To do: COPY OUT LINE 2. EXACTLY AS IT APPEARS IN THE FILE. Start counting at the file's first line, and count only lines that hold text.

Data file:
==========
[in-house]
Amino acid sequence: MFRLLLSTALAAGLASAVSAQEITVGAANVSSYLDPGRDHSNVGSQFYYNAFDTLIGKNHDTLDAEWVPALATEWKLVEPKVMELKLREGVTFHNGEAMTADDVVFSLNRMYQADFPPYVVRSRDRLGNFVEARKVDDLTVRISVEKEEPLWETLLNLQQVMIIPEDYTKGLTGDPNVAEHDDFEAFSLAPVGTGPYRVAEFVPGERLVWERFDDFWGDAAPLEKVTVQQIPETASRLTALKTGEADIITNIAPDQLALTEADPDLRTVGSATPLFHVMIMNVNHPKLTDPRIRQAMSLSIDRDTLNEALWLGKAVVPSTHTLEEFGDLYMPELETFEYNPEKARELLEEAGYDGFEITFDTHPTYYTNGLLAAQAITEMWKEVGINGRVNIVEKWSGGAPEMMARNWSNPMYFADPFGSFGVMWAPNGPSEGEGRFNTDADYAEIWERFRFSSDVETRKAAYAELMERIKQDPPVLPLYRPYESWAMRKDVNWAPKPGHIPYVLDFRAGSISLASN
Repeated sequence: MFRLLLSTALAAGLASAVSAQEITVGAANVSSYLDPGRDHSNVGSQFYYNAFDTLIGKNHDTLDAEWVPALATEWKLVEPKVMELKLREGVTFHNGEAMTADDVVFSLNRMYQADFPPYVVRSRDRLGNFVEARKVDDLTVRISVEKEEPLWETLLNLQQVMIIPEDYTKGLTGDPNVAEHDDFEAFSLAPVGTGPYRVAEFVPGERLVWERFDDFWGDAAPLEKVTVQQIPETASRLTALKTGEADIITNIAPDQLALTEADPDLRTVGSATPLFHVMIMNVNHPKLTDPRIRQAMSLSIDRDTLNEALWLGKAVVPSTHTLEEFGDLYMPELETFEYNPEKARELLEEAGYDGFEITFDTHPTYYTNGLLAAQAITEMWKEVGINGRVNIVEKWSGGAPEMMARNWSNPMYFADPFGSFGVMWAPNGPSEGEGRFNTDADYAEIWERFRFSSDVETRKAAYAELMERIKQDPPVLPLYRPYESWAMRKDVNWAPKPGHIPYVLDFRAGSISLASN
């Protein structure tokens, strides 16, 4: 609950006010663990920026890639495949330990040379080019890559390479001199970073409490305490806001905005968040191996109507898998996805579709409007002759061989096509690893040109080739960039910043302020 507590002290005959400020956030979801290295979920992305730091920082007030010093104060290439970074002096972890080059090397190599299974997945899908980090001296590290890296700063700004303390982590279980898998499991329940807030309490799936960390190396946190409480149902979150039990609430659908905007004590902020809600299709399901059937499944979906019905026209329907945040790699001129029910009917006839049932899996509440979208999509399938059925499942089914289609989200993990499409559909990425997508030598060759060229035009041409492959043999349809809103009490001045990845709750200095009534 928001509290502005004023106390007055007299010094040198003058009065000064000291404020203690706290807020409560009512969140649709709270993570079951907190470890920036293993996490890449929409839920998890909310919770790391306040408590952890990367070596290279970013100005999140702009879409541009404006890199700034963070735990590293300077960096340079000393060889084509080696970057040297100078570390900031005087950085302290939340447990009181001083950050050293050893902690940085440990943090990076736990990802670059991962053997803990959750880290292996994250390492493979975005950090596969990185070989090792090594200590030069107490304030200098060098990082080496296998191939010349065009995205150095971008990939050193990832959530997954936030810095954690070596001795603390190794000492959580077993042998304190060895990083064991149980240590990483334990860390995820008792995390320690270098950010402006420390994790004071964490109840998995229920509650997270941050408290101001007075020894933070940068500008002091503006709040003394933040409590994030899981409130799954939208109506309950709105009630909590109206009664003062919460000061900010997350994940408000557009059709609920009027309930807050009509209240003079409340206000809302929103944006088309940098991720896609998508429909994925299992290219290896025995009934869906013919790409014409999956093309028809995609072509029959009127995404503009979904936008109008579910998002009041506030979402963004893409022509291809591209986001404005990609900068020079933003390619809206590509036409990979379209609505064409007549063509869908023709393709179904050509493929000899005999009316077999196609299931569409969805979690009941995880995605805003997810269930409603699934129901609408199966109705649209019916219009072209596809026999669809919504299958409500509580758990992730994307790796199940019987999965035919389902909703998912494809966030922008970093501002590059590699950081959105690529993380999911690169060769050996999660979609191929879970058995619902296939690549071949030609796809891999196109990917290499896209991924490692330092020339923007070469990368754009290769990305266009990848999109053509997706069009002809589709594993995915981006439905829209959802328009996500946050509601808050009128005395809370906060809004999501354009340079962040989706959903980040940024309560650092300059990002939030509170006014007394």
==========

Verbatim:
Amino acid sequence: MFRLLLSTALAAGLASAVSAQEITVGAANVSSYLDPGRDHSNVGSQFYYNAFDTLIGKNHDTLDAEWVPALATEWKLVEPKVMELKLREGVTFHNGEAMTADDVVFSLNRMYQADFPPYVVRSRDRLGNFVEARKVDDLTVRISVEKEEPLWETLLNLQQVMIIPEDYTKGLTGDPNVAEHDDFEAFSLAPVGTGPYRVAEFVPGERLVWERFDDFWGDAAPLEKVTVQQIPETASRLTALKTGEADIITNIAPDQLALTEADPDLRTVGSATPLFHVMIMNVNHPKLTDPRIRQAMSLSIDRDTLNEALWLGKAVVPSTHTLEEFGDLYMPELETFEYNPEKARELLEEAGYDGFEITFDTHPTYYTNGLLAAQAITEMWKEVGINGRVNIVEKWSGGAPEMMARNWSNPMYFADPFGSFGVMWAPNGPSEGEGRFNTDADYAEIWERFRFSSDVETRKAAYAELMERIKQDPPVLPLYRPYESWAMRKDVNWAPKPGHIPYVLDFRAGSISLASN